the area code and prefix info, it gives you the location of the switch
so you can determine if that exchange is a local call, relative to
your home phone, if applicable.
  #8  
Old June 23rd 04, 08:15 PM
gopi
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MatFox wrote in message ...
Does this mean that there is no specific area code (of maybe an initial
figure) that - if I call from abroad and dial +1 (to US and Canada) -
allows me to understand I am callingo a mobile number?

For example, in Italy all mobile numbers begin with 3, so if you dial
+39.3xx.xxxxx (+39 being Italy's country code) you know you are calling
an italian mobile number.


The US is very different from Europe in this regard.

You can find some information he
http://www.fonefinder.net/index.php

When you get a cellphone in the US, you'll normally get a local area
code. It won't be easily distinguished from a landline phone in the
area. In the Pittsburgh area, for example 412-421-xxxx is a landline
in Squirrel Hill. 412-726-xxxx is a T-Mobile cellular number. Now that
there is number portability, you can convert landline to mobile and
vice-versa.

It doesn't cost extra to call a cellphone number in the US. Thus, it
doesn't really matter. The person receiving the call must pay.

Unlike Europe, where there is normally a specific rate for each kind
of call, most US carriers give you a number of minutes, and then a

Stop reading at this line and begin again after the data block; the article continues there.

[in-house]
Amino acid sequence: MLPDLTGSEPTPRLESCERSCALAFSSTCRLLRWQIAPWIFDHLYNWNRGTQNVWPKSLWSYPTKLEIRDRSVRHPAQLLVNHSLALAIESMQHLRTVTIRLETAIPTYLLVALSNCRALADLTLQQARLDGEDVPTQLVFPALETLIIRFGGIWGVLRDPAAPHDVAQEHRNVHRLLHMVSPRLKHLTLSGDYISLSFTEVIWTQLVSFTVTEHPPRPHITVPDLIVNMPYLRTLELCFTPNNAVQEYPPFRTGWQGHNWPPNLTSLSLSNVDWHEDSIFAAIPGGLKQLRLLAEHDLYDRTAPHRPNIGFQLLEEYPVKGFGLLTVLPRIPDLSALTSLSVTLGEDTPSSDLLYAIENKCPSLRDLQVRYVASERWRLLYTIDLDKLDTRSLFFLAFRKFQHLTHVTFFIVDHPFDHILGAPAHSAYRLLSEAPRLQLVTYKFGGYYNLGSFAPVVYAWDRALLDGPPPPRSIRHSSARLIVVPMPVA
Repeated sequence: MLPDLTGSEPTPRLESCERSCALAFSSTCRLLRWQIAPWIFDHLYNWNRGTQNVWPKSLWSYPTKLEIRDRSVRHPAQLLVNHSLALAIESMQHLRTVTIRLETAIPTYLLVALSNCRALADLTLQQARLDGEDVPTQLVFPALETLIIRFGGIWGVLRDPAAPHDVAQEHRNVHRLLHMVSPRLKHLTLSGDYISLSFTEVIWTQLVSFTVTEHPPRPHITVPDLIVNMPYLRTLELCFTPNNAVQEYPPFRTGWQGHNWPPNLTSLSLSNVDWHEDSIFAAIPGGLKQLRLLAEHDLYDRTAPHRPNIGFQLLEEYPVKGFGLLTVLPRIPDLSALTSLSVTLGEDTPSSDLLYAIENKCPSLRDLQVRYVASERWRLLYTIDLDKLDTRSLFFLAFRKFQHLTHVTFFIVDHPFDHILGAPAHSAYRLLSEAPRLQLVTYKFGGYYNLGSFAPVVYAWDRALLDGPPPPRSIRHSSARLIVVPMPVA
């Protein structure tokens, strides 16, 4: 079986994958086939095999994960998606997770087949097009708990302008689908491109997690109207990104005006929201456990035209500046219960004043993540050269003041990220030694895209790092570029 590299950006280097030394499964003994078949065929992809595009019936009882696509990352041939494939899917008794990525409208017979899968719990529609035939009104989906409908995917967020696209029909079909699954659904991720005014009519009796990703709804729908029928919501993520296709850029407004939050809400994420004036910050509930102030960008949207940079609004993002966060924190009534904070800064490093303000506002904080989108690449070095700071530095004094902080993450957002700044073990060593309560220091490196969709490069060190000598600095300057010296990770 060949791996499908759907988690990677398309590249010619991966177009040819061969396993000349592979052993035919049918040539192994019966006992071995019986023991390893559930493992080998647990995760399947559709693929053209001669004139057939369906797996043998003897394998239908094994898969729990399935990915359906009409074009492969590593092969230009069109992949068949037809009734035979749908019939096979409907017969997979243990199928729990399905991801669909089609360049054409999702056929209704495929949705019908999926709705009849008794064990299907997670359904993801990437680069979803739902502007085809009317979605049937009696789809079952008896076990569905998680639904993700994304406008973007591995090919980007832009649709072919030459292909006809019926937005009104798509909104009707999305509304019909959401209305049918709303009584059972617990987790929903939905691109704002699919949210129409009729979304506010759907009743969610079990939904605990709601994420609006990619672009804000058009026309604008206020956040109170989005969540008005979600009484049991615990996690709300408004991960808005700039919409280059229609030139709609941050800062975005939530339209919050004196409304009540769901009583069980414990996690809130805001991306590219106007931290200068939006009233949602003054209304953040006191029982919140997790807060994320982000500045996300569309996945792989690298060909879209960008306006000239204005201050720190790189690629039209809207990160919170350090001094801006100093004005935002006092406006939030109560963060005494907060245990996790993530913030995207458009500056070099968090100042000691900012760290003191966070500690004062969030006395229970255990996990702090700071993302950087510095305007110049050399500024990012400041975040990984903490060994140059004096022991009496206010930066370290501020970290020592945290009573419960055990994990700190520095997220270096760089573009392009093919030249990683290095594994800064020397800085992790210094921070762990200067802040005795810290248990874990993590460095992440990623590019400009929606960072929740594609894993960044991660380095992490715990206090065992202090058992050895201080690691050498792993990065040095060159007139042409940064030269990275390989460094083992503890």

per-minute charge if you go over that. Depending on your plan, you may
pay a surcharge for long distance, roaming, etc.

When you call an 800 number in the US, it costs you cellular minutes.
At least in Germany, it's free - but the 800 number owner pays _much_
more. Thus, many of them block cellular calls.

Hopefully this makes sense...
  #9  
Old June 23rd 04, 09:44 PM
MatFox
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James wrote:

I think this is what you are asking for.


Txs, James.

I was mostly trying to understand if in the US there's a specific
figure(s) that, dialed after the Country Code, allows the caller to
understand if he's calling Mobiles or Wirelines numbers.
But due to number portability and other stuff, as told in the other
answers to this thread, it seems like there isn't a specific one...

--
I don't do things I don't like.
  #10  
Old June 23rd 04, 09:44 PM
MatFox
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Default

gopi wrote:

Hopefully this makes sense...


Great, txs a lot for the detailed infos and links!

--
I don't do things I don't like.